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LAWRIE WILLIAMS: Chinese gold demand slips in July

We had been anticipating a slight fall-off in Chinese gold demand in july following low Swiss gold export figures to mainland China and Hong Kong (See: Swiss gold exports to China and India at very low levels in June) and that was confirmed with lower Shanghai Gold Exchange (SGE) gold withdrawal numbers reported for the July month too (see table below). 

Despite disagreement on our take on the importance of these withdrawal figures in some other analytical quarters we have noticed that they usually correspond closely to known Chinese gold flows calculated from a combination of known gold imports from gold producing nations which publish country-by-country gold export statistics, plus China’s own domestic monthly gold production, plus a small allowance for scrap conversion.  As regularly published figures, SGE gold withdrawal figures make for an excellent guide to the state of the Chinese gold market at any given time.

Table: China SGE Monthly Gold Withdrawals 2019-2021 (Tonnes)

 Month

2021

2020

2019

% change 2020-2021

% change 2019-2021

January

159.49

110.87

218.54

+43.9%

  -27.0%

February*

 92.39

 28.99

  99.77

 +643.6%

 -7.4%

March

 167.74

 82.27

 218.03

 +103.89%

 -23.07%

April

 148.04

 95.80

 151.89

 +54.53%

 -2.5%

May

 105.06

 69.18

 123.11

 +51.86%

 -14.66%

June

 132.80

 85.71

 107.45

 +54.94%

 +23.59%

July

 110.61

 82.94

 129.33

 +33.36%

 -14.47%

August

 111.37

 107.73

September

 153.98

 117.08

October*

 94.28

   91.15

November

 127.65

 119.43

December

 162.30

 158.50

Cumulative**

916.50

 554.86

 1047.12

+65.18%

-12.47%

Full year

 

1,205.33

1,642.01

 Source:  Shanghai Gold Exchange, Sharps Pixley.

*Months incorporating Golden Week holidays when SGE closed for a week

** Cumulative totals as reported by SGE for first seven months of the year

Although the July gold withdrawals number is still higher than in the COVID affected 2020, it was below the previous month’s  level nd well down on the pre-COVID  2019 figure, which suggests Chinese gold consumption still has a way to go to regain the stronger late 2010s figures,  Domestic gold output appears to be falling too, although the country remains the world’s largest gold producer, but Russia and Australia may be closing the gap.  The former, in particular, could benefit from the exploitation by the country’s top gold miner, Polyus Gold, of the Sukhoi Log deposit – thought to be the world’s largest unexploited gold resource..  However first production from the $2 billion plus project is still around five years away at the earliest,  At full output Sukhoi Log  could add around 50 tonnes of gold a year to Russia’s annual gold output.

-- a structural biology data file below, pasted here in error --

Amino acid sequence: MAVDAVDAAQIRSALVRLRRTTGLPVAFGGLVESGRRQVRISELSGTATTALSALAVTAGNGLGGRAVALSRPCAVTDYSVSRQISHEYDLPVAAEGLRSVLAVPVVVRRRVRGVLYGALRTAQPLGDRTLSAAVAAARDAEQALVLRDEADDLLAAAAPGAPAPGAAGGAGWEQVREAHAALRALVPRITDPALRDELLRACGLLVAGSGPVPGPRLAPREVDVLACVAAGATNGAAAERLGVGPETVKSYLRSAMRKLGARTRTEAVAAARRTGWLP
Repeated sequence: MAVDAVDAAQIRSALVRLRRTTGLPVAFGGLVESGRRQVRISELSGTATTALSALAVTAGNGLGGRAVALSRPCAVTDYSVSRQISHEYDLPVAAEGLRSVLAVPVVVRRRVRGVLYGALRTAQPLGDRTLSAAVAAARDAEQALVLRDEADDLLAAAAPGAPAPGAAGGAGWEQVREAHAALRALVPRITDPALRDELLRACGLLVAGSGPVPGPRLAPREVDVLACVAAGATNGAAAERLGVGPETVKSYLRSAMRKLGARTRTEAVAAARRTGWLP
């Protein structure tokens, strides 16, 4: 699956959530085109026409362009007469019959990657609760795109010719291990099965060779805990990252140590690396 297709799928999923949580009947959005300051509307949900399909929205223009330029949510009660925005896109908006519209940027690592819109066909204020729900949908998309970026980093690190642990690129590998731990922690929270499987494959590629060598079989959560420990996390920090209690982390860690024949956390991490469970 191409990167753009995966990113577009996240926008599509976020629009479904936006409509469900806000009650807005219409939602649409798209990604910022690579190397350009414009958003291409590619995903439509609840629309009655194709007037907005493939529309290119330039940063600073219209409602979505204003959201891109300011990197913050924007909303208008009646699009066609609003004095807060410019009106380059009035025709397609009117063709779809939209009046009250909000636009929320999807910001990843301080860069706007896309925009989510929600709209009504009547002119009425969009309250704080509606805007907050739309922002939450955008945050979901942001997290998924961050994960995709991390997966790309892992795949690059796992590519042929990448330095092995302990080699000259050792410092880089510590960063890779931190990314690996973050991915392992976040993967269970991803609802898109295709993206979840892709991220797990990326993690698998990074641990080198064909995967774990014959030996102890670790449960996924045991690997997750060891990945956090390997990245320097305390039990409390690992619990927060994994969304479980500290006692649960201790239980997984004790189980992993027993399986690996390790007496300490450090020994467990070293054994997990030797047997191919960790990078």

At the moment Chinese demand is well on track to exceed last year's depressed figures,  However it remains, for the moment, well short of the 2019 cumulative total, but 2019 ended weakly - perhaps the coronavirus was having an impact even earlier than reported!  We suspect that, assuming figures hold up, 2021 total Chinese gold demand could come in at around the 2019 level of a little over 1,640 tonnes and well ahead of last year's 1,205 tonnes.

China and India remain the world’s two biggest gold consumers.  India too has seen gold imports fall, probably as a result of the horrendous coronavirus infection figures seen earlier in the year.  However, according to the latest figures from the country’s public health authority, infection transmissions appear to have come down sharply and there are indications that gold imports may have picked up considerably in the past month or so.

It also appears that the big gold ETF outflows seen in Q1 this year have now stabilised, with inflows pretty well matching outflows.  As a result the gold price appears to have steadied somewhat, but has remained rangebound mostly in the $1,800 - $1,820 levels.  It could be poised for an upwards  breakout this month according to some observers.

05 Aug 2021 | Categories: Gold, China, Russia, India

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